This plant blooms prolifically, which opens every night from late in spring, into the early days of fall. The stems get to a maximum of 5 feet 3 inches tall.

While it’s been valued for the vigorous display of flowers it produces, nearly all parts of the plant are edible, and they’ve been used for medicinal purposes for hundreds of years. 

It’s also where Evening Primrose oil comes from.

3. Moonflower

Part of the morning glory family, Ipomoea alba, is a perennial flowering vine. In colder climates, it’s treated as an annual plant.

It produces large white blooms that only open once the sun has set. The flowers close just as the sun starts to shine on the plant. If it’s a cloudy day, the flowers can stay open for longer.

In some parts of the world, very long summer days will prevent the vine from flowering, until early autumn, when daylight is more the usual near twelve hours that it is used to.

The moonflower blooms night after night from midsummer into fall. You can recognize this plant by the strong vine (see also Top 9 Vine Plants With Purple Flowers You Can Grow) the flowers which quickly open and are sweetly scented, and its heart-shaped leaves.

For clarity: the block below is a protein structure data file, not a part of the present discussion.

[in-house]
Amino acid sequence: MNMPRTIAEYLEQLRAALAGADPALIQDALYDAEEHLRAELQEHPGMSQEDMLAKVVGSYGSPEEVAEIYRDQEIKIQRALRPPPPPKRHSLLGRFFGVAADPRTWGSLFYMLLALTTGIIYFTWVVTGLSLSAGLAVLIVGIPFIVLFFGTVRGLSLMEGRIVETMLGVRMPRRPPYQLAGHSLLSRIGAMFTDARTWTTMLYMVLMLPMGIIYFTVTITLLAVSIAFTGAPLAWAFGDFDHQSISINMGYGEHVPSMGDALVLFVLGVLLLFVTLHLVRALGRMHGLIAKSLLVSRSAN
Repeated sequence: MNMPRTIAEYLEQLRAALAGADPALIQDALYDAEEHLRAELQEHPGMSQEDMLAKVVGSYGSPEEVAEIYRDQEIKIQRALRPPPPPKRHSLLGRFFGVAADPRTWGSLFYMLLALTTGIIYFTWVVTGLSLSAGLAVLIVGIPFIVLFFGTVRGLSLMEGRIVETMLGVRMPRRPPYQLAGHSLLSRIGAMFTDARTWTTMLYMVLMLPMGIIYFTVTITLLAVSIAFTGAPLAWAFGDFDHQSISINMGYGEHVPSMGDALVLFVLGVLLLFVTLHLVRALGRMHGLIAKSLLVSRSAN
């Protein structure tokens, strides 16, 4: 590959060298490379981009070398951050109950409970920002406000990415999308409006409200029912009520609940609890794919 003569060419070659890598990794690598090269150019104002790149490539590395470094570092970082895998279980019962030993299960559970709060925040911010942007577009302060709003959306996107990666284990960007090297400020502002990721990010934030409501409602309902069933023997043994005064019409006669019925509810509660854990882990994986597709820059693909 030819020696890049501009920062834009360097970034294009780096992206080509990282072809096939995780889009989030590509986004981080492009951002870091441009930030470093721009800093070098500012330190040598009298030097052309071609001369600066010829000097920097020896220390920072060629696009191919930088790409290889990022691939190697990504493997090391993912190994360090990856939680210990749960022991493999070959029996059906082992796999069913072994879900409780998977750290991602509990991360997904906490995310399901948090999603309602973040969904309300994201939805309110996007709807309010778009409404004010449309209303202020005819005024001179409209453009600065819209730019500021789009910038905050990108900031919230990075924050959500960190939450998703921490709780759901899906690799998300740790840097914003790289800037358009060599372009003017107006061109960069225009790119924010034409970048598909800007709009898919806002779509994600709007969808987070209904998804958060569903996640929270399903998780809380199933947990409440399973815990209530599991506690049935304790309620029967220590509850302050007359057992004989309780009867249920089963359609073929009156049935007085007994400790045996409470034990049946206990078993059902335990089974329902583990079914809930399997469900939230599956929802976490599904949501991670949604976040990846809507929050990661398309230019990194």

It’s also related to the sweet potato.

This plant needs to grow up a form of support, whether that’s up a wall, a fence, or a trellis. 

A wall will also give some protection from cooler temperatures, as the moonflower is native to tropical climates, such as Florida, Texas, Louisiana, Puerto Rico, and the Virgin Islands. 

4. Datura

Datura is a group of poisonous, flowering plants which encompasses nine species in total, all of which flower at night. 

Other names include Sacred Datura, Thornapples, Devil’s Trumpet, Jimsonweeds, Devil’s Weed, Moonflower, and Hell’s Bells.


As you can probably tell from the ominous common names, these plants are poisonous, and most cause hallucinations if handled wrongly or ingested. 

They’re not suitable plants for gardens which have a lot of pets or children visiting.

Datura produces large trumpet-shaped blossoms which point toward the sky, and are usually white, but different varieties can produce shades of yellow, purple, or pink.

This is one of the longest-lasting flowers on this list, which close around noon the following day. They’re heavily fragranced flowers, and open in every season except winter. 

5. Brugmansia

Often referred to as angel’s trumpets, moonflowers, and Floripondios. 

Brugmansia flowers point to the ground, and are one of the most toxic ornamental plants, so keep this in mind when deciding if they’re a good fit for your garden.